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Matadors Plan to Work Their Way Up

October 19, 2000|VINCE KOWALICK

It's back to business as usual for the Northridge men's basketball team, sweating through three-hour practices in anticipation of its Nov. 19 opener against Howard at the Matadome.

What is unusual this season is the Matadors' role of favorite.

Northridge, coming off a 20-10 record and its best season ever, was an overwhelming choice by coaches and media to win the Big Sky Conference title in its final season before joining the Big West. The Matadors are also picked first in at least two national publications.

Such lofty expectations are unprecedented but not over-emphasized.

"If anything, that's what's getting them to play hard," Coach Bobby Braswell said. "People talk about the pressure, but I don't believe in putting pressure on ourselves. We know we have to play the games."

Northridge has four returning starters and a roster filled with familiar names.

"It's exciting and it feels good to be picked No. 1 in conference," said guard Carl Holmes, a returning starter. "I've been here four years and that's never happened. We know we're the team with a target on our backs. But this year, going in, we have a lot of confidence."

The Matadors appear beefier, too. Senior center Brian Heinle, an all-conference selection last season, has added 10 pounds to his 6-foot-9 frame. Heinle, along with 6-5 forward Jeff Parris should provide Northridge with inside muscle the team has lacked in recent seasons.

"A lot of the guys worked hard in the off-season," guard Markus Carr said. "The coaches emphasized that. I'm not too high on the rankings or any of that stuff. If we work hard at practice every day, everything will be fine."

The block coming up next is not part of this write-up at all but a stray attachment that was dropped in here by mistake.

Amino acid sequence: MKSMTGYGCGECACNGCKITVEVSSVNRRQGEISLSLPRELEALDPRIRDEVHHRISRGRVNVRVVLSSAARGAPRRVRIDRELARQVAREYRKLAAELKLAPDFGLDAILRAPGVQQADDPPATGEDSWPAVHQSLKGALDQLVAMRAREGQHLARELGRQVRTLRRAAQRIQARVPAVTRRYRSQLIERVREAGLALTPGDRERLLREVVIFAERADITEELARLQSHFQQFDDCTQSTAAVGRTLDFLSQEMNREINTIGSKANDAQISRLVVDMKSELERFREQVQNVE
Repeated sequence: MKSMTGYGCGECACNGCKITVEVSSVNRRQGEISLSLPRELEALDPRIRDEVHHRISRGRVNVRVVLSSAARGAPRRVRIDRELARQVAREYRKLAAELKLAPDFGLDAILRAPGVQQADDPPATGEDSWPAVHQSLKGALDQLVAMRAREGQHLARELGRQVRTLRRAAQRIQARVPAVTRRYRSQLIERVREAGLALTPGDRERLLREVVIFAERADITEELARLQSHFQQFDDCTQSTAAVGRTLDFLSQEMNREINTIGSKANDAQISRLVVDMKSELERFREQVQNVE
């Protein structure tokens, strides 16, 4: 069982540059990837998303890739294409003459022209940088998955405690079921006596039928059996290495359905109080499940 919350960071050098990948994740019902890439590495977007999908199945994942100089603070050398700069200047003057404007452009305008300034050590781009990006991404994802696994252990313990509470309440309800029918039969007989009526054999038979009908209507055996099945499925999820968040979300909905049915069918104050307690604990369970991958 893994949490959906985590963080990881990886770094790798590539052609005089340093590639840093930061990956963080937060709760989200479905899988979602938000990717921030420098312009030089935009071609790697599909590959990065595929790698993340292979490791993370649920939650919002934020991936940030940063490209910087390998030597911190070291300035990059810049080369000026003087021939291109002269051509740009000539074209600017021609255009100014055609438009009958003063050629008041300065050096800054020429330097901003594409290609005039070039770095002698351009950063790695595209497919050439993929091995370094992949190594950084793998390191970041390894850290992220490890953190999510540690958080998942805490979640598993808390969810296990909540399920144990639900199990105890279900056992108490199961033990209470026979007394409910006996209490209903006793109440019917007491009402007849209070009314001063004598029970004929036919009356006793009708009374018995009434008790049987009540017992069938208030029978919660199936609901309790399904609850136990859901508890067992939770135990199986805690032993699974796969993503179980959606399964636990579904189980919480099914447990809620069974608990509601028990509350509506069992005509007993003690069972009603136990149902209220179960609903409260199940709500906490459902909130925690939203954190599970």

Shon Tarver, former UCLA and Santa Clara High guard, is an addition to the Northridge coaching staff. Tarver replaced Andre Chevalier, who resigned.

Tarver played professionally in Japan last season before approaching Braswell.

"I was looking for a [coaching] job and I am just very happy to be here," Tarver said. "It's a great opportunity and I'm really starting to learn a lot."

Braswell said he has been considering Tarver as an assistant for two years.

"He's been getting ready to make that transition to coaching," Braswell said. "He needed to make sure he was finished [with his playing career]."


Dust off the ol' "Twin Towers" moniker and tag it to the Northridge women.

The Matadors, picked to finish third in the Big Sky, stand tall in the post with Kristi Rose and Jennifer Shetters.

Rose, who sat out last season after transferring from Utah, is 6-4. Shetters, a freshman from Portland, Ore., is listed at 6-3 but seems taller when next to Rose.

Coach Frozena Jerro plans to capitalize on what will be one of the tallest Northridge teams in memory.

Rose, a senior, led Palmdale High to three consecutive Golden League championships and Utah to three consecutive Western Athletic Conference titles.

"We're going to use everything we've got," Jerro said. "Kristi, with her experience, she's seen it all. Her versatility and size is key for us. Jenny, being a freshman, has things to learn, offensively. But she doesn't seem to be confused about much."


Defensive end Joseph Roberson will sit out the first half of Saturday's game at Montana State, the consequences of being ejected during the fourth quarter of a 34-30 loss to Montana last weekend.

Big Sky bylaws require an ejected player for fighting to sit out a half. Coach Jeff Kearin of Northridge said he has asked conference officials to investigate allegations that Roberson was the target of a racial slur by a Montana player.

Roberson, who is black, claimed an opposing lineman used the slur and spat on him. Roberson retaliated by spitting and was ejected.

Roberson said he does not recall which player was involved in the altercation. Nor does he care to relive the incident.

"I thought of going back and looking at the film, but I figured I'll probably never see him again," Roberson said. "I've learned to deal with the consequences of my actions. I accept that."

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